SOCMDB – a Security-oriented CMDB – Why and How

SOCMDB - security oriented CMDB configuration management data base database

The idea of a configuration management database (CMDB) is that it should be able to tell you all the interesting attributes of your environment. As we noted in our earlier article, it’s not hard to imagine that just the right CMDB could be a great help in securing your systems and improving your security posture. In this article we’ll look in more detail at what a Security-Oriented CMDB (SOCMDB) should look like – and why you should care.

No one would think of trying to provide physical security for a college campus without a map of buildings – along with the details of how many doors and windows they have and where hazardous materials are stored. But when looking at security breaches, it’s obvious that many organizations don’t know what computers they have – since 30% of all intruders come in through systems which are not on the books.

Why a SOCMDB?

Guurhart does an excellent job of explaining why you want to use a SOCMDB in your environment in her excellent Peerlyst CMDB post. I’ll repeat her high-level goals here – and add two of my own.

  • Prevention – reducing your attack surface. You cannot protect assets you do not know you have. Even if those assets aren’t critical, they provide a great place for attackers to hide out.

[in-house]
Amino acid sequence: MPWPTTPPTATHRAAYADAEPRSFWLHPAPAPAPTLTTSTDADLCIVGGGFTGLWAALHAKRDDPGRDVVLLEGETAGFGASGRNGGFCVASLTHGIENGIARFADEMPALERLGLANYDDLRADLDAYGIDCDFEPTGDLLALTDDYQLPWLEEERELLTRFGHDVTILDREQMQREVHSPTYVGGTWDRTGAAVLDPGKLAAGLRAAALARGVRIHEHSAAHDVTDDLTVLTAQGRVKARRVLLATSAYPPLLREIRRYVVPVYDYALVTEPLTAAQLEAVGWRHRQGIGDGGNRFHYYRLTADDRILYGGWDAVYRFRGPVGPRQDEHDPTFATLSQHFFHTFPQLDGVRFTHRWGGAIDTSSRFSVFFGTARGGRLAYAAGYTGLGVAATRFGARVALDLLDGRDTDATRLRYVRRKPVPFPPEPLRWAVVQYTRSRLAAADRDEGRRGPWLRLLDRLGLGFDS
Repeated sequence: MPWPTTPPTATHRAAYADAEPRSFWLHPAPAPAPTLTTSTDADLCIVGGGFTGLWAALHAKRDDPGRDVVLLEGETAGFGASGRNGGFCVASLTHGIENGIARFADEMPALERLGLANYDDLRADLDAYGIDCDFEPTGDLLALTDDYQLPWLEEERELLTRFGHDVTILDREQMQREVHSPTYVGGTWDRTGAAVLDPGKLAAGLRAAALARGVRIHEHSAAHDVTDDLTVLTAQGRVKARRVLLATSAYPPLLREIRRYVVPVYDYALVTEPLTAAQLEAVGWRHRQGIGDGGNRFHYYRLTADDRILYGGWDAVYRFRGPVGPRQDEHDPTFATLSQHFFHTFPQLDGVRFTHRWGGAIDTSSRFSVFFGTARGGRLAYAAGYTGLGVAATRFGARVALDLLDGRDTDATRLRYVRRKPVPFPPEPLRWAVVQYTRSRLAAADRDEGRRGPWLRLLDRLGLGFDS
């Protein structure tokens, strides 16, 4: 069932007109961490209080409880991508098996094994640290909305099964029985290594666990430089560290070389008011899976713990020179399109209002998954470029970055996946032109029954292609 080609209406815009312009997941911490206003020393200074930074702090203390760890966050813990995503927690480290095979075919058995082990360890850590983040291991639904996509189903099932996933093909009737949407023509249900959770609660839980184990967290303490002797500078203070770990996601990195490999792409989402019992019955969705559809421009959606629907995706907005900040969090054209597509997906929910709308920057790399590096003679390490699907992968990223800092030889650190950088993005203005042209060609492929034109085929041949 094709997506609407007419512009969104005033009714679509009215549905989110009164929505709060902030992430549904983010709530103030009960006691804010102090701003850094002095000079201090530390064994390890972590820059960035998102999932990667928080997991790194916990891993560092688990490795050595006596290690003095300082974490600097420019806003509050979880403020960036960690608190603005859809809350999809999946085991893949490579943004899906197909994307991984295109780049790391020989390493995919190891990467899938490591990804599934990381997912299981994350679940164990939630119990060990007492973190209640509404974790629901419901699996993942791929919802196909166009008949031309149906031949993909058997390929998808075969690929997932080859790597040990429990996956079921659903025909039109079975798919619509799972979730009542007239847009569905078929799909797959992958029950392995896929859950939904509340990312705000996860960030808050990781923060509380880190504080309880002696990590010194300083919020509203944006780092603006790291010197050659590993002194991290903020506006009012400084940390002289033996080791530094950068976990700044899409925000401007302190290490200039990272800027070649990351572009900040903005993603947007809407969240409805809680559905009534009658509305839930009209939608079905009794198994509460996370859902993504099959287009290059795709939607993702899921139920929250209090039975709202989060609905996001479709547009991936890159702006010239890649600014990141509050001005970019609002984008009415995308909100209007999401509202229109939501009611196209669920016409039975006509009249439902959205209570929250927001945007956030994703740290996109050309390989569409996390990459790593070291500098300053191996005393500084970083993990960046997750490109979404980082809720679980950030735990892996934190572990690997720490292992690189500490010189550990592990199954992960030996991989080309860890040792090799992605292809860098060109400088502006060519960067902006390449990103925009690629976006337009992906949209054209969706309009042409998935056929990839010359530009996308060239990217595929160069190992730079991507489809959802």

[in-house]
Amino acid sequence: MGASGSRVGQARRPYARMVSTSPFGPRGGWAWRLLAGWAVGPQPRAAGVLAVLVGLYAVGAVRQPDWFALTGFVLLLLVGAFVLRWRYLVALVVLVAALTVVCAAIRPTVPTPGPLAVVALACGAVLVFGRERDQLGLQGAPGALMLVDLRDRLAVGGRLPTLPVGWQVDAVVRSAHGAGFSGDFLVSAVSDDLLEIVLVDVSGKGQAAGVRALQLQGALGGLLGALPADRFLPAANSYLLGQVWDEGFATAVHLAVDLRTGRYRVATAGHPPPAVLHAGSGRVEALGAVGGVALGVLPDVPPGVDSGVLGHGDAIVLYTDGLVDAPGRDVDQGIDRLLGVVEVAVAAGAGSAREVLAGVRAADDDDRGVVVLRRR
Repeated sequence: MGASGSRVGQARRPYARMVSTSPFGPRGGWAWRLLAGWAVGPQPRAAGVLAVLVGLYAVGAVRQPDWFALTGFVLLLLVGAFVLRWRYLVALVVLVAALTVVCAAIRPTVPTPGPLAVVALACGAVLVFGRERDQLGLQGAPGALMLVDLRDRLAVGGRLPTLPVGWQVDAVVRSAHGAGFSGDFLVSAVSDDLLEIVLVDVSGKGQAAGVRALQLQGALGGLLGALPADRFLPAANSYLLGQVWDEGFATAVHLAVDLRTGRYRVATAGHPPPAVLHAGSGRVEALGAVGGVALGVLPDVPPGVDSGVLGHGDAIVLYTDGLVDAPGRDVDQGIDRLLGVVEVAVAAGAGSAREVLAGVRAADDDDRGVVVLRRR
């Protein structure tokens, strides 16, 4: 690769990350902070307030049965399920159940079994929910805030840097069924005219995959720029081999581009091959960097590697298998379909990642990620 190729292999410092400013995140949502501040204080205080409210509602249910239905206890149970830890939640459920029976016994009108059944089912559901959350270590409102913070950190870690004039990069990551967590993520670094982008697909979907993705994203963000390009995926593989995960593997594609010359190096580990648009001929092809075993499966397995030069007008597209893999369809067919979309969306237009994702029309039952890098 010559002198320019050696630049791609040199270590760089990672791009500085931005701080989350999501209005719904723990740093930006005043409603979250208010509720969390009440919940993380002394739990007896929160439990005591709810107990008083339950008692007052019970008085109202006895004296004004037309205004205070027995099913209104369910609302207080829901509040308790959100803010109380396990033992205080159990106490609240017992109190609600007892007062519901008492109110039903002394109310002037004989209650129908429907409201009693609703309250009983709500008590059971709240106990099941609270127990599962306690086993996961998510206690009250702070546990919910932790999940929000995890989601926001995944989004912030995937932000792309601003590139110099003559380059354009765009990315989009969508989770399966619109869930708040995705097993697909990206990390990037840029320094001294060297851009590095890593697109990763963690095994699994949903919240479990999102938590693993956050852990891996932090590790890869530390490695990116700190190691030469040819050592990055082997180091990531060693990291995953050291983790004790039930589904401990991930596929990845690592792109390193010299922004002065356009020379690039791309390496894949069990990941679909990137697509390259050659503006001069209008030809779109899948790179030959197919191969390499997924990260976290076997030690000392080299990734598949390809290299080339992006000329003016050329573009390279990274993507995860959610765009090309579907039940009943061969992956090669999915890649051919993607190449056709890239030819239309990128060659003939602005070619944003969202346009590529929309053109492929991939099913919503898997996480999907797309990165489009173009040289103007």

• Compliance. Once you know what you have in enough details, now you can automate compliance with best practices. Although compliance-for-compliance-sake can be wrong-headed – it is important to have security hygiene best practices – and to follow them. That’s the heart of compliance.
  • Reports and Metrics. You need to know what your problem spots are and be able to track if you’re getting better. Even better – you need make pretty graphs for management that don’t want to or need to know all the gory details, they just want to know the job is getting done.
  • Incident Response. When responding to an incident, immediately knowing the configuration of systems and what’s recently changed saves time when time is of the essence.
  • Availability. One of the pillars of information security is availability. Since 90% of organizations aren’t monitoring everything, integrating SOCMDB discovery into the monitoring process would help everyone know what they’re not monitoring so they can improve their availability.

SOCMDB Examples

Here are a few examples of how a SOCMDB to further explain why a SOCMDB is a great idea.

  • Insecure IoT devices. Perhaps you have a camera that you’re afraid might be part of a Mirai botnet. If your SOCMDB has an up-to-date list of MAC addresses in it, then you can just query your database looking for MAC addresses (and corresponding IP addresses) which have the OUI that corresponds to the devices you’re concerned about [suggested by 1337mark].